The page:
Lastly, for the “Are there any other things you would like to inform us?” question, only 92 out of 379 respondents answered the question. The three most frequent words, i.e., “good”, “internet”, and “education” also appeared to have lower frequency. They were used 14 times, 13 times, and 10 times in the responses, respectively. For the word “good”, it has been used in both positive, neutral, and negative tones. These respondents were aware of the advantages and disadvantages of virtual classrooms. Five used the term as an adjective in a positive tone and suggested that good use of resources and equipment was the key to successful online learning and teaching. All of them were T&P. Three left their “good luck” messages, and one believed that it was not a good time for our country to implement virtual classrooms now given the limited resources we had. Following that, some stressed that a stable Internet connection was a determining factor in the readiness of the virtual classroom. However, the internet coverage in Malaysia was apparently still insufficient. Regarding the issue of internet access, three respondents believed that the government could certainly play a vital role in upgrading the necessary infrastructure required for remote learning and teaching. Finally, the respondents also shared their views on the current education system in Malaysia. Some thought that the pandemic has accelerated the digitization of education, while others believed that hybrid modus, i.e., classrooms taking place in virtual and physical form, was about to become the new normal for local education. Moreover, five respondents particularly emphasized the need for the Ministry of Education in Malaysia to develop a holistic education blueprint to promote education transformation to keep pace with the evolution of ICT. They also hoped that the findings of this research could serve as a reference for the policymakers.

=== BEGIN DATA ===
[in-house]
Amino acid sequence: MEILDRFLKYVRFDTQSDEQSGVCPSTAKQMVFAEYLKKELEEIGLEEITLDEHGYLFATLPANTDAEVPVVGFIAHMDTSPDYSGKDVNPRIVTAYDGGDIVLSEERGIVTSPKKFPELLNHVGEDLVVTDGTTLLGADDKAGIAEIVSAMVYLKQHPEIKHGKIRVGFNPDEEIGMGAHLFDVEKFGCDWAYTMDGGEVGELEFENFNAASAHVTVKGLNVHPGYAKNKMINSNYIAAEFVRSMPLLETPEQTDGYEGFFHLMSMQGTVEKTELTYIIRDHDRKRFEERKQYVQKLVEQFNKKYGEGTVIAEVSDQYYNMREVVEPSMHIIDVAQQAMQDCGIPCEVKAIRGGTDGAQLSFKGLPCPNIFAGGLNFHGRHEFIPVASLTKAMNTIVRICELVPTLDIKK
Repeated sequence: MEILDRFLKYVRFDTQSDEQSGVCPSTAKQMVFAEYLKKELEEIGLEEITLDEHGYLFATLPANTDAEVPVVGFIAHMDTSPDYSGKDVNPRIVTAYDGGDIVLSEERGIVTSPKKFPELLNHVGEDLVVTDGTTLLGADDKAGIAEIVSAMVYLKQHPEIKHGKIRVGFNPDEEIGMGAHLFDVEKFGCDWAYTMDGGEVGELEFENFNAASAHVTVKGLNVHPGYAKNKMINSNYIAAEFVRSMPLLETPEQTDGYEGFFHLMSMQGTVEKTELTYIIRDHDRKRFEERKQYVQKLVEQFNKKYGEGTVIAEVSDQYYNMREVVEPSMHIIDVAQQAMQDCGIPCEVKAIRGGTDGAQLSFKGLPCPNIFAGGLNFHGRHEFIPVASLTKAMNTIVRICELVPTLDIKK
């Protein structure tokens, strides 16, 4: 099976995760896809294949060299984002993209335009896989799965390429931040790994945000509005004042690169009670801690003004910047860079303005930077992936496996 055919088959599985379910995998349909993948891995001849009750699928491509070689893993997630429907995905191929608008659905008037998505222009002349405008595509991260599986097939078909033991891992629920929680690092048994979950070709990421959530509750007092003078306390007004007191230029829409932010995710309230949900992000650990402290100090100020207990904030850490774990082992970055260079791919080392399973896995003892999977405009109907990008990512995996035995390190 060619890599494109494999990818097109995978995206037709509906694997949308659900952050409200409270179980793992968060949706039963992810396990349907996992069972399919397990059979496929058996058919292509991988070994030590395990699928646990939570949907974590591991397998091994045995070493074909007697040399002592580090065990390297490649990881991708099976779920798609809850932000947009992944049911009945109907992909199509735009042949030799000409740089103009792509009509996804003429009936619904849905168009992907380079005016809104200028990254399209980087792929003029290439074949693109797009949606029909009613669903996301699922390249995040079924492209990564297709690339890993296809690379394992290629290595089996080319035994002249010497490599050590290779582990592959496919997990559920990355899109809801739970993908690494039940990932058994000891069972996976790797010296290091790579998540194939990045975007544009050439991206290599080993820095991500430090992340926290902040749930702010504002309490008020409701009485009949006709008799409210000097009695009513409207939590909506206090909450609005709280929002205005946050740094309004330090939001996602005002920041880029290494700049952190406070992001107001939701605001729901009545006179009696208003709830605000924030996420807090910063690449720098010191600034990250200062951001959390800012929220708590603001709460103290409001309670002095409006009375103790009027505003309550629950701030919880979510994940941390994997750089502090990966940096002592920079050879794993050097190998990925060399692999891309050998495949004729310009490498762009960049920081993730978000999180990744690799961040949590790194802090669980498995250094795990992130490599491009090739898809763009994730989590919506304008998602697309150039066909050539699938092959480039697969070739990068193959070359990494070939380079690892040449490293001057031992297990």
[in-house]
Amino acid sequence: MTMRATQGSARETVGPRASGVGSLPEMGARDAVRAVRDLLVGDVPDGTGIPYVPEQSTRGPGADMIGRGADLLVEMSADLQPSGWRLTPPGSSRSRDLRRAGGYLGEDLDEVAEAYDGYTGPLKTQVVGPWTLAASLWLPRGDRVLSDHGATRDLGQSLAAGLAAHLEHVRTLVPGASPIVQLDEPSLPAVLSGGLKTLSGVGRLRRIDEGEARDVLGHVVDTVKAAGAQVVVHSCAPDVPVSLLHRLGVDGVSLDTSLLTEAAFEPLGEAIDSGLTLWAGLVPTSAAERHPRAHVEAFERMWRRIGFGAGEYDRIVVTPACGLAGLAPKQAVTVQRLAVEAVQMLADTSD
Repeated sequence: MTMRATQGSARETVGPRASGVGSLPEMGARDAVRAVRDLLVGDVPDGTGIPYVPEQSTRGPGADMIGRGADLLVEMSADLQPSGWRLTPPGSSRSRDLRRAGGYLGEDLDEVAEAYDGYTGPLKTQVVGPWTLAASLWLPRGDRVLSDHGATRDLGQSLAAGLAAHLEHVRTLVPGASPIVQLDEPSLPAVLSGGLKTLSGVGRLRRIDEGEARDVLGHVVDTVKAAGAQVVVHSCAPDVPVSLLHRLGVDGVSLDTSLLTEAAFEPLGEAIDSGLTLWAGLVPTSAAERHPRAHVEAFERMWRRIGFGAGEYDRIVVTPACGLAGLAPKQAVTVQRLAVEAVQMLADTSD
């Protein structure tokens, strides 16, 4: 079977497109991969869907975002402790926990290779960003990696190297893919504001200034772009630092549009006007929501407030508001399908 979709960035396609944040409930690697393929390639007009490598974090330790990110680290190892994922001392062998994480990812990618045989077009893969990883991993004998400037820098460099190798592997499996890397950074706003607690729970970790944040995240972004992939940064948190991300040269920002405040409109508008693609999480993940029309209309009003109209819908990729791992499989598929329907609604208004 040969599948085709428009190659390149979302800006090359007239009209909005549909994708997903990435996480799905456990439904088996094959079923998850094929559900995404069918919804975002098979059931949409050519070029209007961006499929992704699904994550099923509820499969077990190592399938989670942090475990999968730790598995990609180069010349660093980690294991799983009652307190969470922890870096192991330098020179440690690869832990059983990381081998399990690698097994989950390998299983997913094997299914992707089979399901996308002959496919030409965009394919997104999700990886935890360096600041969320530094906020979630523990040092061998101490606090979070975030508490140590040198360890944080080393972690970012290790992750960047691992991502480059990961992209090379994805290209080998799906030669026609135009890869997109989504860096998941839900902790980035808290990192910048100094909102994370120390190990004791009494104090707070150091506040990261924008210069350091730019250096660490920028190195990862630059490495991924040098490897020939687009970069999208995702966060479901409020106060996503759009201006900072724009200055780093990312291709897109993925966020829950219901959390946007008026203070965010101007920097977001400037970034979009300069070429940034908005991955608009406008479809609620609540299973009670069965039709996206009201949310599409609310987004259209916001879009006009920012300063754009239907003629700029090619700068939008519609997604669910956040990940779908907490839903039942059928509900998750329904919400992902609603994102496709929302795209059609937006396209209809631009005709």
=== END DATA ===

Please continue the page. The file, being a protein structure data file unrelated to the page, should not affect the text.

3.3. Associations between Demographic Variables and Scores in Domains
We further divided the statistical data into three main categories for a more detailed analysis. The categories were the respondent being teacher only, parent only, and T&P. Relationships between demographic variables and the domains (affective, behavioral, cognitive, competence, and awareness) were further analyzed using t
-test and one-way ANOVA. Based on the output, certain domains were found statistically significant. Similarly, significant differences are also found in the overall readiness toward providing an inclusive education using virtual classrooms. Table 4
shows the mean (M) and standard deviation (SD) for each of the five domains and the overall scores. The grey-shaded columns indicate the groups with the higher mean value. Meanwhile the mean value with * indicates that the p
value is in the significance level with p
From the perspective of gender, significant differences were obtained in the affective and awareness domains for T&P and parent’s category. For other domains, no significant difference was obtained from these two categories. Despite not having any significant difference for male teacher category, their scores for affective and awareness domains were higher than female teachers. This indicates that both male teachers, parents and T&P were more concerned about and aware of the inclusiveness of education in virtual classrooms. Meanwhile for the category of teacher only, significant differences were obtained in behavioral and competence domain. For these two domains, females in all three categories scored higher than males. It can therefore be suggested that females in this study had higher willingness and competencies to make virtual classrooms more inclusive than males.